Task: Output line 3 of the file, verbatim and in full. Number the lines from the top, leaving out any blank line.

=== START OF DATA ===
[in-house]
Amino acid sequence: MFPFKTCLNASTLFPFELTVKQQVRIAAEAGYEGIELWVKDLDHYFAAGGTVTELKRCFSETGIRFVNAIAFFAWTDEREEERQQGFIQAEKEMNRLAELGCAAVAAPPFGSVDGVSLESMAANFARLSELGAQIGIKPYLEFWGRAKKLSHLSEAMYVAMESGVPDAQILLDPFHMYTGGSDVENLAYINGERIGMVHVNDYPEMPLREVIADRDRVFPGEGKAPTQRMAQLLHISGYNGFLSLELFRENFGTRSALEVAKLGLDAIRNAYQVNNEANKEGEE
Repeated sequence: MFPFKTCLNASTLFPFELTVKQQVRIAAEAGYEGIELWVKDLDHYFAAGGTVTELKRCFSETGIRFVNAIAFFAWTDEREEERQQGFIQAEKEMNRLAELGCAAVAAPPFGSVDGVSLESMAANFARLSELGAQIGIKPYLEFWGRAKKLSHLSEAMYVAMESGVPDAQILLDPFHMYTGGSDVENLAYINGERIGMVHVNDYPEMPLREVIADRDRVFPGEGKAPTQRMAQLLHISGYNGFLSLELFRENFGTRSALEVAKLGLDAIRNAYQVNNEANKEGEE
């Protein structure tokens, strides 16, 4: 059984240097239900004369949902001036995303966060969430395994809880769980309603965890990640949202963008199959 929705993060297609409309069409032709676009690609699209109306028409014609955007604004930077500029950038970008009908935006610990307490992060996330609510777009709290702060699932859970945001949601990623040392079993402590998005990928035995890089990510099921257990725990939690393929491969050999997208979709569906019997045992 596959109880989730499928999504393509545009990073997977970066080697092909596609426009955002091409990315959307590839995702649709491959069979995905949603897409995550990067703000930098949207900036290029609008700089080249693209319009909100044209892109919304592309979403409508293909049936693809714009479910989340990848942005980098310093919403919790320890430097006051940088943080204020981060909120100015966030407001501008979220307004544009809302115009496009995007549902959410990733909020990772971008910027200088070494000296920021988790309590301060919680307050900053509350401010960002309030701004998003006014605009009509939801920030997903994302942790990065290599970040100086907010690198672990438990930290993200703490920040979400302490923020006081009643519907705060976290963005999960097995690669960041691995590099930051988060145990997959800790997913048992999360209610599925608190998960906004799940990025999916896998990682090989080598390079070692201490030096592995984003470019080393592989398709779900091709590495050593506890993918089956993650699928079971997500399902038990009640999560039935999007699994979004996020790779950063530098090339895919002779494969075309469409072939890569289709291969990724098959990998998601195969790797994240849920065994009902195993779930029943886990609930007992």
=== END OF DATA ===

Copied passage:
Repeated sequence: MFPFKTCLNASTLFPFELTVKQQVRIAAEAGYEGIELWVKDLDHYFAAGGTVTELKRCFSETGIRFVNAIAFFAWTDEREEERQQGFIQAEKEMNRLAELGCAAVAAPPFGSVDGVSLESMAANFARLSELGAQIGIKPYLEFWGRAKKLSHLSEAMYVAMESGVPDAQILLDPFHMYTGGSDVENLAYINGERIGMVHVNDYPEMPLREVIADRDRVFPGEGKAPTQRMAQLLHISGYNGFLSLELFRENFGTRSALEVAKLGLDAIRNAYQVNNEANKEGEE